As spring progresses, some Pennsylvania counties are seeing enough precipitation that slug populations are threatening emerging corn and soybean plantings. You know if you live in one of these areas. If you do, it would be wise to get out and scout for slug damage. Our extension educators who are scouting for slugs are reporting high populations in many areas, but particularly fields in Adams, Columbia, and Montgomery Counties (Figure 1).

At this point in the season, only a few management tactics hold potential to control slug damage, and warm, sunny weather will be the best hope for slowing slugs and their damage. In our experience, some early-season slug damage may look bad, but if plants are growing and putting out new leaves, they are likely to outgrow the damage and be just as productive as undamaged plants. In this way, slug damage can be like hail damage. If you happen to have portions of fields where plants are dying from heavy feeding, slug baits with active ingredients of metaldehyde or iron can be useful, but these baits are imperfect—they tend to be expensive and can be ineffective, particularly when rain keeps coming.

Because slug control can be frustrating, some growers have experimented with home remedies. Chief among these is spraying crops at night with nitrogen solutions, which act as a contact poison and burn slugs. A common approach is to use a 30% urea-based nitrogen solution (or something similar), mix it with an equal amount of water, and apply 20 gallons per acre. This tactic can be repeated a few nights in a row to maximize its effectiveness, because nitrogen solutions provide no residual control and all slugs in a field will not receive a killing dose in a single application. This approach should be used with caution because the nitrogen is likely to burn crop plants, possibly causing less damage than slugs, and use of nitrogen outside of a nutrient management plan may raise other concerns.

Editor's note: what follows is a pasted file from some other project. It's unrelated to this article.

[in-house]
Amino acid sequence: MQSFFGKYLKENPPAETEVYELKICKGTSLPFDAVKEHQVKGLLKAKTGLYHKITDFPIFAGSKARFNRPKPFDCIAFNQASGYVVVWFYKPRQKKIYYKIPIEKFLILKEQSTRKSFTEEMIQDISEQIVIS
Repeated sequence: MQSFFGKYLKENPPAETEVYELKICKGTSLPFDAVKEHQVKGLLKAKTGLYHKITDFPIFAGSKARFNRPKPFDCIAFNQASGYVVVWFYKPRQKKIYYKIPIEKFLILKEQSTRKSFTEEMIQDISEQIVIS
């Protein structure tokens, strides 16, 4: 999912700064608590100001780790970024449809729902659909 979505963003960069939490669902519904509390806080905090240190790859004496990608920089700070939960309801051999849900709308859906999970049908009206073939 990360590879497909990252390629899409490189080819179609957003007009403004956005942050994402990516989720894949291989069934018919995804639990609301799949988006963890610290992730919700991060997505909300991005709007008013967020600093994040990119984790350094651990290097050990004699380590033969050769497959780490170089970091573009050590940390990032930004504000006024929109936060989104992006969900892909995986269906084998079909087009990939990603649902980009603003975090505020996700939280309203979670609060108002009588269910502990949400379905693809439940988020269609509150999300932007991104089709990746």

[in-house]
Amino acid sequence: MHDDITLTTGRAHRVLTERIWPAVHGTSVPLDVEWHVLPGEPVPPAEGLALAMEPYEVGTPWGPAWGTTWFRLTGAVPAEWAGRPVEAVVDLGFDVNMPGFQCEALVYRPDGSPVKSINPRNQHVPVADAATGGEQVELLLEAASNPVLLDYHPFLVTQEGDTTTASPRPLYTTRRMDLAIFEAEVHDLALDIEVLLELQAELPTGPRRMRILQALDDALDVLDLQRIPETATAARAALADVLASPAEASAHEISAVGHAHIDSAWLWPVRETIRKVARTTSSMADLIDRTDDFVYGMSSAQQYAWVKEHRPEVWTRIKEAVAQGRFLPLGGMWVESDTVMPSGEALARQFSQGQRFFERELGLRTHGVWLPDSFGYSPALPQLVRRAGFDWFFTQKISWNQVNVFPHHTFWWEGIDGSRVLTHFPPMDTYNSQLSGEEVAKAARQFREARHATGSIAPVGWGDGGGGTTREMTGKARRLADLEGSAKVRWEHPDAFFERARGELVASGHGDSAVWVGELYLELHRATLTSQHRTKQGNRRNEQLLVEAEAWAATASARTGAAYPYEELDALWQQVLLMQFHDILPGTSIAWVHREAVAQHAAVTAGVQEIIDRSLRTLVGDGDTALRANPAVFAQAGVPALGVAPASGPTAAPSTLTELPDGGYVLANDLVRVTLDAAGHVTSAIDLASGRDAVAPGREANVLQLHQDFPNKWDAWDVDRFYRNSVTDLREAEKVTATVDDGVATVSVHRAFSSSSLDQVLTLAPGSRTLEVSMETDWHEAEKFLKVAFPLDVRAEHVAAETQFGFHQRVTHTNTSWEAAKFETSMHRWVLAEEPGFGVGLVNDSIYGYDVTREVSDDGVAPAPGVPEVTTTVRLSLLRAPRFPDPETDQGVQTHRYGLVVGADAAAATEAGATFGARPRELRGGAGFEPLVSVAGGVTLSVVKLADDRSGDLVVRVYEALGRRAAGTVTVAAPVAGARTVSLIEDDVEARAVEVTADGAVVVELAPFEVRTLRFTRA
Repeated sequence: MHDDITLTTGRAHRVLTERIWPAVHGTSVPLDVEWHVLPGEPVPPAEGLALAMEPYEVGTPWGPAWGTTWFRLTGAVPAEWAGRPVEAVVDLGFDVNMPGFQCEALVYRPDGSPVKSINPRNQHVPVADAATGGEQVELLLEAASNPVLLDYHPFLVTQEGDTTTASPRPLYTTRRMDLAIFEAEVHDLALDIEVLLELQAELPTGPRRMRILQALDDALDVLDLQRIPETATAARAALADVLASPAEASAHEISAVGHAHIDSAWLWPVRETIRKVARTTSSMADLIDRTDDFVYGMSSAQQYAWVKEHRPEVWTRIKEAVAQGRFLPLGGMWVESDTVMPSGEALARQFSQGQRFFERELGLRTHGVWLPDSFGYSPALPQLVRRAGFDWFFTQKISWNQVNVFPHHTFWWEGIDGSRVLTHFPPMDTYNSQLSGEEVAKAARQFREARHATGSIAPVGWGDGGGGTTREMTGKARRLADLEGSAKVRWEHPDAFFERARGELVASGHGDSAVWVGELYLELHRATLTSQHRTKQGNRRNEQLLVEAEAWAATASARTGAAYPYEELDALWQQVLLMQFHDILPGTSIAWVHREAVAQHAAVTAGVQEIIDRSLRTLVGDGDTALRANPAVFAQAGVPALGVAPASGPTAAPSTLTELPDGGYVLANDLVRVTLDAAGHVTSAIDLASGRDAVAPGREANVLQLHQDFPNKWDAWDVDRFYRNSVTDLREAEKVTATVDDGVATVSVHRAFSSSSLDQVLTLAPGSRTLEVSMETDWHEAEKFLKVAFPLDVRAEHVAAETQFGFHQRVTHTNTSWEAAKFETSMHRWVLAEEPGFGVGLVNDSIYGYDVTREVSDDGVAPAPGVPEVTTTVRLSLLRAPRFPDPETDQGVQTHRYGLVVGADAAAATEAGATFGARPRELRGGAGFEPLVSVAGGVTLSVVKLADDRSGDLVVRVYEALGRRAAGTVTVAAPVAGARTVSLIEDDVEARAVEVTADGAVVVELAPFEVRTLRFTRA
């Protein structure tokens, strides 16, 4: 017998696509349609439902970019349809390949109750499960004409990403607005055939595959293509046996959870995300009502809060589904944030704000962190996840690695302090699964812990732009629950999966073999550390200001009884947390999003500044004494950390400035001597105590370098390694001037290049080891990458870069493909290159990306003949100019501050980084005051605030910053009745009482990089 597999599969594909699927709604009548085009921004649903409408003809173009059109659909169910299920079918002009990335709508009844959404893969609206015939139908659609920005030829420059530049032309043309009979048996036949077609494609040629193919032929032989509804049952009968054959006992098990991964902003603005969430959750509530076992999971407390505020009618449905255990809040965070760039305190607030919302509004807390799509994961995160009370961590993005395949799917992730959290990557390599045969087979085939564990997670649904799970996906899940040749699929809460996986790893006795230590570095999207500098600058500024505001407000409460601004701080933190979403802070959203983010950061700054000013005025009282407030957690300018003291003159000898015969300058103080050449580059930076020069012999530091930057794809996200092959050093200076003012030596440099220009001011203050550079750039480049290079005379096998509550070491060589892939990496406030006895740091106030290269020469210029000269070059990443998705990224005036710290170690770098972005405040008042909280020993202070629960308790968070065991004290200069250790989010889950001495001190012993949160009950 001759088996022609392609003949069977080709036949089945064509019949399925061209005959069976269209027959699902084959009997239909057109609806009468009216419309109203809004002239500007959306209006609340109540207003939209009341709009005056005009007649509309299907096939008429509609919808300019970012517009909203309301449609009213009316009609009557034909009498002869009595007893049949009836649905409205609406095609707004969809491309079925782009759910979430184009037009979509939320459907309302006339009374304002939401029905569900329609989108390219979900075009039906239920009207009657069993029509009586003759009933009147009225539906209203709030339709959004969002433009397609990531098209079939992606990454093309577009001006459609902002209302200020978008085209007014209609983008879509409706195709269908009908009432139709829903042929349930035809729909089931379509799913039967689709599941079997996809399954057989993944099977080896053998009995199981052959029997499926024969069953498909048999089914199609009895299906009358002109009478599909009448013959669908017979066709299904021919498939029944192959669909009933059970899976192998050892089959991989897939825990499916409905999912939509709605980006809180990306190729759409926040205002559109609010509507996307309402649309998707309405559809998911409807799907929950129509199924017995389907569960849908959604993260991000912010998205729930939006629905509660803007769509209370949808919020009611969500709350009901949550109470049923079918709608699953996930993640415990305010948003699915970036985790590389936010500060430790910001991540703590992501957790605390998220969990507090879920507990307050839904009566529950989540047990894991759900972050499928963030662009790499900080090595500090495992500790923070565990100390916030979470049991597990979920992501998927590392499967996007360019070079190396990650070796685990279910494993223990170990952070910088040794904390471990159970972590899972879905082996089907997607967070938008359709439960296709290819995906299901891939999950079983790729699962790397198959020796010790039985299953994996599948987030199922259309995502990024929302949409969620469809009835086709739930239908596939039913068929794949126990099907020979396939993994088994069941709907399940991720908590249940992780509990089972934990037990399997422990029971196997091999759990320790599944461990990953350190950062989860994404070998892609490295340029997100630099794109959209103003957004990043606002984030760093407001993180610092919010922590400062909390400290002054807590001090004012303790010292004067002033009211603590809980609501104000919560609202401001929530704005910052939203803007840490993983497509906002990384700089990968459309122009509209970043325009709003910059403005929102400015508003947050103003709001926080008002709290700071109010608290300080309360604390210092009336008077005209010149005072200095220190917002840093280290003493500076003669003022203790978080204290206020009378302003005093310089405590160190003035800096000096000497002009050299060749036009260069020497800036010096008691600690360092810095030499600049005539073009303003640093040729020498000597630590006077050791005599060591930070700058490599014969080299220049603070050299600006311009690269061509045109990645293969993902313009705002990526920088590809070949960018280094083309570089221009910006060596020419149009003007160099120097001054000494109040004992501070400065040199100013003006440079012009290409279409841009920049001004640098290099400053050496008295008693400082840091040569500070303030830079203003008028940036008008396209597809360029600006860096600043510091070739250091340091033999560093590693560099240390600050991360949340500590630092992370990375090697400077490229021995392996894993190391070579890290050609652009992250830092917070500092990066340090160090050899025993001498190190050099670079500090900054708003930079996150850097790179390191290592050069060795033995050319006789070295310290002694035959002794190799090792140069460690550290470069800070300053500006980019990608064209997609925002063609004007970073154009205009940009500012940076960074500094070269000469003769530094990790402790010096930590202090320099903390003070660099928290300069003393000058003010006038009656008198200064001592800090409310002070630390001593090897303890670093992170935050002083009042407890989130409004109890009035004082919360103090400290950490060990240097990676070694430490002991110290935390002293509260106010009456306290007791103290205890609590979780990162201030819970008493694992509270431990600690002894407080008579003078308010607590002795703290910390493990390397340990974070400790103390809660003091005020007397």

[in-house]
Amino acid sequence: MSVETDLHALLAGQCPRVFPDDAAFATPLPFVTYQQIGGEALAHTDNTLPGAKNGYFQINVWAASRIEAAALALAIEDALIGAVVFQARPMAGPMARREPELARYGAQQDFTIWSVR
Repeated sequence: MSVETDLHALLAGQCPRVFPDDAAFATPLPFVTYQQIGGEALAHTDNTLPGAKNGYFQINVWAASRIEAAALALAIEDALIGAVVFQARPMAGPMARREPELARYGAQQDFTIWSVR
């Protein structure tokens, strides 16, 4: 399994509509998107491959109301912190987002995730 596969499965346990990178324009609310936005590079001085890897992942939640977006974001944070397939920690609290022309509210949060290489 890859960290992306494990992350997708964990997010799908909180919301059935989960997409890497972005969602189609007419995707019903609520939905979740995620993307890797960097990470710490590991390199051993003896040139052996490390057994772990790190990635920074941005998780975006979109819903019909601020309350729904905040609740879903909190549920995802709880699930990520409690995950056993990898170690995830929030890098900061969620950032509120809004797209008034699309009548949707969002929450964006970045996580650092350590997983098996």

Our research at Penn State indicates that managing slugs takes an integrated approach that should be planned well before spring planting. The most diverse rotations tend to experience the least damage from slugs, and cover crops can be part of the solution to increasing rotational diversity. Many farmers believe that cover crops tend to be part of the problem, but our research indicates that cover crops, including planting green (i.e., planting a cash crop into a green cover crop), can be helpful in the fight against slugs. Other helpful tactics can include using row cleaners and pop-up fertilizer, ensuring good furrow closure, and planting crops at appropriate soil temperatures—all these practices help promote early season growth so your crops get out of the ground quickly and grow more quickly that slugs can feed.

Our research is also showing that strong populations of ground beetles can help suppress slug populations. These beetles can be suppressed by insecticide use, including seeds coated with neonicotinoid insecticides and broadcast applications of pyrethroids and organophosphates, so consider avoiding unnecessary insecticide use in fields that are damaged by slugs. Our fact sheet on slugs describes scouting and management options.